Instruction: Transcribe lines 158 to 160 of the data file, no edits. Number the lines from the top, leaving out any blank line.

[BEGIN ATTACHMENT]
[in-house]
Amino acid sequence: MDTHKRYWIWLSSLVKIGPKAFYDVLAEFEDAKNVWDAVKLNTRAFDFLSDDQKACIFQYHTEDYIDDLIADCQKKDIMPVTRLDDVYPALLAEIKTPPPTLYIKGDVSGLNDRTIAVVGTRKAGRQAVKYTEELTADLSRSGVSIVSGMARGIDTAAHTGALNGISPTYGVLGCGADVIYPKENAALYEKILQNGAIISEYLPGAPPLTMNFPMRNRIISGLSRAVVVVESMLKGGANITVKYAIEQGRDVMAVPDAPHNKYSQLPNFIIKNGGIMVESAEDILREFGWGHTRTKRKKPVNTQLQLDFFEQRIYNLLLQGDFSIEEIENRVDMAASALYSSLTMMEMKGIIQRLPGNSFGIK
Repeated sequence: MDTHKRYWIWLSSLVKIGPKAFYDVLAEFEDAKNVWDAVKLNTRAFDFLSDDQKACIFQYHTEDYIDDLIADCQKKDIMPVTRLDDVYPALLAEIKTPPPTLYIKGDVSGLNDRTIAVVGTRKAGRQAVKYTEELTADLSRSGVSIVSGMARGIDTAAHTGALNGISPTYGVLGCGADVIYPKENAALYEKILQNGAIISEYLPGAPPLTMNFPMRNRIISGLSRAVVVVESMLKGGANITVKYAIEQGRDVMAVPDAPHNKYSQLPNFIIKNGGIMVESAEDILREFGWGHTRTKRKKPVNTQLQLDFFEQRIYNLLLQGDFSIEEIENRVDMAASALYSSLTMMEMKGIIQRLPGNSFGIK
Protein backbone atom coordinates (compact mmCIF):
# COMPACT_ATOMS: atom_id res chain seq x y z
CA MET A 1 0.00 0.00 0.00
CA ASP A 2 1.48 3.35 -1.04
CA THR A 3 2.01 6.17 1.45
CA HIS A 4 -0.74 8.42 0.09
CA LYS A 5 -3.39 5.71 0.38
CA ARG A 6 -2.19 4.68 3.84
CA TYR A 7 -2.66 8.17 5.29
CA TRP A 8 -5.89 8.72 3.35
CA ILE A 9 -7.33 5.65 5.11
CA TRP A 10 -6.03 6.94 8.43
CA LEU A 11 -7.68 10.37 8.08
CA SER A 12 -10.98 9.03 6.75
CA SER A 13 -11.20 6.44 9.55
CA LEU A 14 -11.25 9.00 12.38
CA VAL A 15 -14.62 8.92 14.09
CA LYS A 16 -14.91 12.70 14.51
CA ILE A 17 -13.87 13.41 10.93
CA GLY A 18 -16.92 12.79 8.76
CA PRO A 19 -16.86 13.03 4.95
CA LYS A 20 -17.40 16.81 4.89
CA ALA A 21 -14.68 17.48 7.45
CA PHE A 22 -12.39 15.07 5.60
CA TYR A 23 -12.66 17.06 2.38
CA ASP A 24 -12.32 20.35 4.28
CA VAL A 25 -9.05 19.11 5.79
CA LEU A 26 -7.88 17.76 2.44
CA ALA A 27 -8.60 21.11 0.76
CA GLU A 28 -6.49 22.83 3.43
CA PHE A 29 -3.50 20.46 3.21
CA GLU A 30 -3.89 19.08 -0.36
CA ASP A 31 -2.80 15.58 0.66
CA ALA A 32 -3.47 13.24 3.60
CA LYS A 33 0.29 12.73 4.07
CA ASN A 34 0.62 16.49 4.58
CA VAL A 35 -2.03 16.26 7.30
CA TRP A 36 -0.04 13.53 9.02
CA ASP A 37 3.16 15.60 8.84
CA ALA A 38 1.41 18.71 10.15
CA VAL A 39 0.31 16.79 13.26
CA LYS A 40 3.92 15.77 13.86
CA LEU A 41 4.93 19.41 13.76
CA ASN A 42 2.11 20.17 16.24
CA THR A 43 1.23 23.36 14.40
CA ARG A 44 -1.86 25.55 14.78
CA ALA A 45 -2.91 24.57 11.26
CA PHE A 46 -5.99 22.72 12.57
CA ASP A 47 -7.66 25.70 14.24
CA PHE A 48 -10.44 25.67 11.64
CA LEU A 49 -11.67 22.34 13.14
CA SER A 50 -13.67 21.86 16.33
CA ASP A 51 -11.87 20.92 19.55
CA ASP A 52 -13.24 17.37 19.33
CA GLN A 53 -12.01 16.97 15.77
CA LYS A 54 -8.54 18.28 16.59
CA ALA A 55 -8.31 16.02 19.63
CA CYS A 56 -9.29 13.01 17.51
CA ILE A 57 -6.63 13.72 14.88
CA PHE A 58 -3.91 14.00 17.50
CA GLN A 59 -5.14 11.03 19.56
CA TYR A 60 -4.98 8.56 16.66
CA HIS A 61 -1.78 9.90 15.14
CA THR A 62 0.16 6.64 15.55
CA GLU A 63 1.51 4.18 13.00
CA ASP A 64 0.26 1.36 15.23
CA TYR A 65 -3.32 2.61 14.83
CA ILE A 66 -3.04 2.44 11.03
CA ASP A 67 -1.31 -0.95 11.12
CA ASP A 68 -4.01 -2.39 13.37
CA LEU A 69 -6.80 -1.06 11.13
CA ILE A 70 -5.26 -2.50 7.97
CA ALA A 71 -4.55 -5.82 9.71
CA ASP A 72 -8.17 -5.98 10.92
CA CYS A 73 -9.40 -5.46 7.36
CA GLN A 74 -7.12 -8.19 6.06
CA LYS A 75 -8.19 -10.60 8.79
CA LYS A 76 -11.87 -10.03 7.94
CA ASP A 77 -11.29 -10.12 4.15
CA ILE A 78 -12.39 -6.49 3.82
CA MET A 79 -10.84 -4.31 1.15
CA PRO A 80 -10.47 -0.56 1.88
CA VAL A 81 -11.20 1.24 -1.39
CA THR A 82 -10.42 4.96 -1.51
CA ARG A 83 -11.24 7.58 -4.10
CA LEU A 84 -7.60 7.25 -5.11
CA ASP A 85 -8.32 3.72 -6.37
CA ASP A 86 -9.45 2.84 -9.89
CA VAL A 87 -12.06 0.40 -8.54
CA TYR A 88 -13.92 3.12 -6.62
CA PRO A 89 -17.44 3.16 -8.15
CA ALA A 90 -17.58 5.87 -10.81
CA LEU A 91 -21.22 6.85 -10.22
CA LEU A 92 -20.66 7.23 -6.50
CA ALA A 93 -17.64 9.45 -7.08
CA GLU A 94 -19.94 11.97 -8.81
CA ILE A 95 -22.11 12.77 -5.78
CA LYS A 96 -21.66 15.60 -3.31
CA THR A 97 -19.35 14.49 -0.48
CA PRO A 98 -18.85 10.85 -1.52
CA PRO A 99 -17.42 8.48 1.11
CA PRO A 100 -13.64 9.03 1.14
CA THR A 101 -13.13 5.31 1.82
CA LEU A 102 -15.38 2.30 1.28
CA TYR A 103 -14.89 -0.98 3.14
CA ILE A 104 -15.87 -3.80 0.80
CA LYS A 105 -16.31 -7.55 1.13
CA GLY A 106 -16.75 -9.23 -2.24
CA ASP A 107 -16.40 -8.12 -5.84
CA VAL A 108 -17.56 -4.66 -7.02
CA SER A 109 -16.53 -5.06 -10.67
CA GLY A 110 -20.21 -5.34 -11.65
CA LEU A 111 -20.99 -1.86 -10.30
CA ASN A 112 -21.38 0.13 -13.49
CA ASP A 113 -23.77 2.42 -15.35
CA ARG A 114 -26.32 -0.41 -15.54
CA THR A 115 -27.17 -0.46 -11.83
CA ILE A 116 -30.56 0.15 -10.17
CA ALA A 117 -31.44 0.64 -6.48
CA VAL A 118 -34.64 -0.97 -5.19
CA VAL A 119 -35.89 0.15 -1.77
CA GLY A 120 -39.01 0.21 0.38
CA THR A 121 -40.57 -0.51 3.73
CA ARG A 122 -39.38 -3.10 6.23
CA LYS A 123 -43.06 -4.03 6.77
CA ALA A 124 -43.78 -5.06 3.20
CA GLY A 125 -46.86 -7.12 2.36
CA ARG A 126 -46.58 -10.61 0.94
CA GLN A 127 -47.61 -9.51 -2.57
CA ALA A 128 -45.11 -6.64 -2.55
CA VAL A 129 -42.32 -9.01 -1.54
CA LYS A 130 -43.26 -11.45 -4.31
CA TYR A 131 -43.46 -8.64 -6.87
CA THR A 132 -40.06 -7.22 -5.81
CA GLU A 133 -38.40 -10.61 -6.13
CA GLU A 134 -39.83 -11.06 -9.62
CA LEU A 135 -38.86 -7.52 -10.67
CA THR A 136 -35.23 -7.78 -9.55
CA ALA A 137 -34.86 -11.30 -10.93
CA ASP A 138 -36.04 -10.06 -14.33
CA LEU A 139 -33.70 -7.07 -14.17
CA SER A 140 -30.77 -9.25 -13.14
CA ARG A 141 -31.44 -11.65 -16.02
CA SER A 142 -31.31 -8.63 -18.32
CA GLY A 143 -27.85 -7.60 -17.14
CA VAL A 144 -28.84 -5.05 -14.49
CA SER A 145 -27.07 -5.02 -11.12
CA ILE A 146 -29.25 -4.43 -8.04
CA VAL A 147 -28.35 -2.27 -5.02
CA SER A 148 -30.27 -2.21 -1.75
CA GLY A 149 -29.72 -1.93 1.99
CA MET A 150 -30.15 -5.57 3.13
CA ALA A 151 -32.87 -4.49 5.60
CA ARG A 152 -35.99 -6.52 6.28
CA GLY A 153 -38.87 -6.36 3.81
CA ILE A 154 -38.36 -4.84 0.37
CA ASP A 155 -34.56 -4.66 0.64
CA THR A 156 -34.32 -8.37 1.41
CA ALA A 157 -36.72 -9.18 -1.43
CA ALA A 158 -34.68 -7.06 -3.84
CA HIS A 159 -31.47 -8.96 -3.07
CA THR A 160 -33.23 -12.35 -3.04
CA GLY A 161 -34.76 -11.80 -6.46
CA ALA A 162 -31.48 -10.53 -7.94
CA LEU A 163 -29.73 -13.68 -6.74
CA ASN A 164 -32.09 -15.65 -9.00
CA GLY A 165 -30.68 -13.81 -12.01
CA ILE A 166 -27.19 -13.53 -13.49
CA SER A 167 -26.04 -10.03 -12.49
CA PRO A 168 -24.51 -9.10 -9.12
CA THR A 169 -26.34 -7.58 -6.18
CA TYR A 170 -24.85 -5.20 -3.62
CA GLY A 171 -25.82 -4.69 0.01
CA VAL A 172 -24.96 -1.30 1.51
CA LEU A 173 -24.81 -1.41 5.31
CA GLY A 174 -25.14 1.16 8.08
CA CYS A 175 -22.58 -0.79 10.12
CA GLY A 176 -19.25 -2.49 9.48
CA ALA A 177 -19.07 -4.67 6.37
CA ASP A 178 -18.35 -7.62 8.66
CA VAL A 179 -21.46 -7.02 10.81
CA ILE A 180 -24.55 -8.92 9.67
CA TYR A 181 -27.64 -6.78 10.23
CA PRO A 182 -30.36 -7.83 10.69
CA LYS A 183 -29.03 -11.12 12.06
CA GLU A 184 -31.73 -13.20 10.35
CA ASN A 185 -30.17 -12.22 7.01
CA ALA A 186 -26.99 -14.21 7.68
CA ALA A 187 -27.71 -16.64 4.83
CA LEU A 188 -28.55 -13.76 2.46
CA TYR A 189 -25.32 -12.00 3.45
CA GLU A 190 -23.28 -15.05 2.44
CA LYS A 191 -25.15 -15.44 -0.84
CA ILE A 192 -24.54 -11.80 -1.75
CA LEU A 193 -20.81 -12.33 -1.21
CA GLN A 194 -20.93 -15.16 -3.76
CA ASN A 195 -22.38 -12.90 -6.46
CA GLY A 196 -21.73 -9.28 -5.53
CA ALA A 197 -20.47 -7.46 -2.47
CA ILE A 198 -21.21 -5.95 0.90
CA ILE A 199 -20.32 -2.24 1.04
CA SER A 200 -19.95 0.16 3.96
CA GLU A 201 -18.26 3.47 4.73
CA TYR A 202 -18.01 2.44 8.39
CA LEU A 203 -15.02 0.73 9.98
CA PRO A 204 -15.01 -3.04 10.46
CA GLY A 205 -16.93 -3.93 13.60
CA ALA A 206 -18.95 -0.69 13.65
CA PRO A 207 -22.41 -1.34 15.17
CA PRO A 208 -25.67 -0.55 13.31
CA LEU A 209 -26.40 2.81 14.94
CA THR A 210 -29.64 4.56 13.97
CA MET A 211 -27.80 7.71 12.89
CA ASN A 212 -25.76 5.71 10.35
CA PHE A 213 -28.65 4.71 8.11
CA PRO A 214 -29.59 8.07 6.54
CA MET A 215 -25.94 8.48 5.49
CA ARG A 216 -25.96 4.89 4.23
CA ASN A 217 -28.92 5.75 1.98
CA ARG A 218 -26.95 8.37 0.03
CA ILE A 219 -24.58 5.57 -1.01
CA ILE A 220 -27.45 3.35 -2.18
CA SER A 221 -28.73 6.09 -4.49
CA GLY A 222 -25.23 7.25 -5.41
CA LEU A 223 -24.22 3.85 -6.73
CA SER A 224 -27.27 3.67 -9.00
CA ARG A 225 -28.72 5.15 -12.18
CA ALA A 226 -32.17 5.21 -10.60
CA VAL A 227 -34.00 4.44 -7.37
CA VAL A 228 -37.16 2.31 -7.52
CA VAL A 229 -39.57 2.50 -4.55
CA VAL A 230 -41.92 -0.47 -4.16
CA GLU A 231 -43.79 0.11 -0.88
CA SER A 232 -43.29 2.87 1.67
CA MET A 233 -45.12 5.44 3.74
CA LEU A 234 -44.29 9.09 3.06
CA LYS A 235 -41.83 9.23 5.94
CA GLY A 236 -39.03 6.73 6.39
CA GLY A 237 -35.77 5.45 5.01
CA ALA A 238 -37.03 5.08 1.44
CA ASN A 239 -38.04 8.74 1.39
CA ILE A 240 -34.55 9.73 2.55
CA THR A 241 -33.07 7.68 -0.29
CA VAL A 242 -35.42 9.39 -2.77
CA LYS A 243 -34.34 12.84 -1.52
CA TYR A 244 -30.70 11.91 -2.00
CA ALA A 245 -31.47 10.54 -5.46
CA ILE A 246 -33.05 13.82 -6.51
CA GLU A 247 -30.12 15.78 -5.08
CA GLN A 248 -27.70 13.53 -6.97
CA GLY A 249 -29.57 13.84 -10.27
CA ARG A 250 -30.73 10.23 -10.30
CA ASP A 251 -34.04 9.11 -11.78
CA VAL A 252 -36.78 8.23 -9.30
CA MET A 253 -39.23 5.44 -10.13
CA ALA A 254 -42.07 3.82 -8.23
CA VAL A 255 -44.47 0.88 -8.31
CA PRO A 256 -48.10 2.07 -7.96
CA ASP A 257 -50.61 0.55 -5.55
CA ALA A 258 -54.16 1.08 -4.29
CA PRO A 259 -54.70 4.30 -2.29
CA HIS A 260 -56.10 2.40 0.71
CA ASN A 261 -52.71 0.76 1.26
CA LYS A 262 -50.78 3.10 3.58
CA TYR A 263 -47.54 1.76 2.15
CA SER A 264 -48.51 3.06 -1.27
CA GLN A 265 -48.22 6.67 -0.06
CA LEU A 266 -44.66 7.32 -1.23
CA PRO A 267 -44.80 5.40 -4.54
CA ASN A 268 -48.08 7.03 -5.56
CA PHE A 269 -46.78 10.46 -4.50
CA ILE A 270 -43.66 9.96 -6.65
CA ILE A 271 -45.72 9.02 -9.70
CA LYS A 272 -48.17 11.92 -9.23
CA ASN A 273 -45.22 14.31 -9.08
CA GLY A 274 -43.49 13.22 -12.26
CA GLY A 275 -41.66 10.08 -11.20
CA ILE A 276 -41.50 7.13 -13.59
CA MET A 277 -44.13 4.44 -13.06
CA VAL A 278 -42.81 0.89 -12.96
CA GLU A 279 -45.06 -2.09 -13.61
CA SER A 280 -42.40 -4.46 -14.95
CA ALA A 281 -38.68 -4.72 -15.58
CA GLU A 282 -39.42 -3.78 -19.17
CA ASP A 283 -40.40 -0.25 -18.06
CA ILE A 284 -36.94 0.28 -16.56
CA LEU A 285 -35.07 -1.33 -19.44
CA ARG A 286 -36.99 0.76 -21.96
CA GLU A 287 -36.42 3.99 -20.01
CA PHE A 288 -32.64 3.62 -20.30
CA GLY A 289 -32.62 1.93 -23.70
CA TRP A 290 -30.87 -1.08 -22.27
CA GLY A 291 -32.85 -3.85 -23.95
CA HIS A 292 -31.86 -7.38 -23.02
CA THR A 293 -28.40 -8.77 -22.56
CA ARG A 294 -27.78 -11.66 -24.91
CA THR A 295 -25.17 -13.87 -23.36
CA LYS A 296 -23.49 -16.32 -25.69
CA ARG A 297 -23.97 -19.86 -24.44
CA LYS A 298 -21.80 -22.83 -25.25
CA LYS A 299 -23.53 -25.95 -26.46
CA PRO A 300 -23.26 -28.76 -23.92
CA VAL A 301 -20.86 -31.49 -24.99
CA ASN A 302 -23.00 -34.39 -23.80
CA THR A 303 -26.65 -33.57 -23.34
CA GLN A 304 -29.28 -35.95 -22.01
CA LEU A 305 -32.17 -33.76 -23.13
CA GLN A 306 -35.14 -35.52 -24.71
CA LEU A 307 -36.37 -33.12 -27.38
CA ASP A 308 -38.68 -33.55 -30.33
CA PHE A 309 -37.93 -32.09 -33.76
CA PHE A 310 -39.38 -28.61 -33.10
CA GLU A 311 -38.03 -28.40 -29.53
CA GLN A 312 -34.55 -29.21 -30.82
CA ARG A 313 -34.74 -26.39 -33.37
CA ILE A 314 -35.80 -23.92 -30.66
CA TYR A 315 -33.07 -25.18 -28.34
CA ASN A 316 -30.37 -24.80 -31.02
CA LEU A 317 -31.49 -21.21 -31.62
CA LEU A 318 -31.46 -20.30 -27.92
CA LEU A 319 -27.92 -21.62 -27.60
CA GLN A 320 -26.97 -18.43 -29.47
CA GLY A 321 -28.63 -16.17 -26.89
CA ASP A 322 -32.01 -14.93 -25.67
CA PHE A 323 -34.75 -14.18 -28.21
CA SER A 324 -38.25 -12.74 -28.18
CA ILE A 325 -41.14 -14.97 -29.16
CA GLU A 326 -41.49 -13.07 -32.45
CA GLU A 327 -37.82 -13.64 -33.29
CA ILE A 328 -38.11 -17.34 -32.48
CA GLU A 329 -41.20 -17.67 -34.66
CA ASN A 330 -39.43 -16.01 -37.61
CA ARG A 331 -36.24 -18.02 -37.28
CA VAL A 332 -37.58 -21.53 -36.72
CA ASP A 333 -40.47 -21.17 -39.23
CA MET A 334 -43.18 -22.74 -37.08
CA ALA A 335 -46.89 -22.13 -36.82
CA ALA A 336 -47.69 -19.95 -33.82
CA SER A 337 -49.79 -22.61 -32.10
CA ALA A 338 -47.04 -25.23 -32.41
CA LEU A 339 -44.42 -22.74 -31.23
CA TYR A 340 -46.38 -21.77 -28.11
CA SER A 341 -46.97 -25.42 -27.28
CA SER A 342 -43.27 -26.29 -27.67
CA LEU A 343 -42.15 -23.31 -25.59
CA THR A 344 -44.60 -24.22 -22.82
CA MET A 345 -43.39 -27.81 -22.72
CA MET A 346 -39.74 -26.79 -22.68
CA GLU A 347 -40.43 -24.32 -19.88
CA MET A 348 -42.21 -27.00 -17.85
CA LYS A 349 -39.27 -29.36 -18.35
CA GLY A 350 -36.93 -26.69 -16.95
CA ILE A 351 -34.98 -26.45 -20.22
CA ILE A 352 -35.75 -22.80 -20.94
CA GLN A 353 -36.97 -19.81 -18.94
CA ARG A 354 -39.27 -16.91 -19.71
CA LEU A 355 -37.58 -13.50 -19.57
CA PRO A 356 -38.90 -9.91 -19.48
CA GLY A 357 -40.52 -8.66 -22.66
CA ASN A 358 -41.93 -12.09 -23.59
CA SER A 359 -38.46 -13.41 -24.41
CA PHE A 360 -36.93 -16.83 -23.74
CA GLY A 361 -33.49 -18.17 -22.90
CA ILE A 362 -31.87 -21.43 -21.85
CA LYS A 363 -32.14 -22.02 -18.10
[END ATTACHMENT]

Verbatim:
CA GLY A 153 -38.87 -6.36 3.81
CA ILE A 154 -38.36 -4.84 0.37
CA ASP A 155 -34.56 -4.66 0.64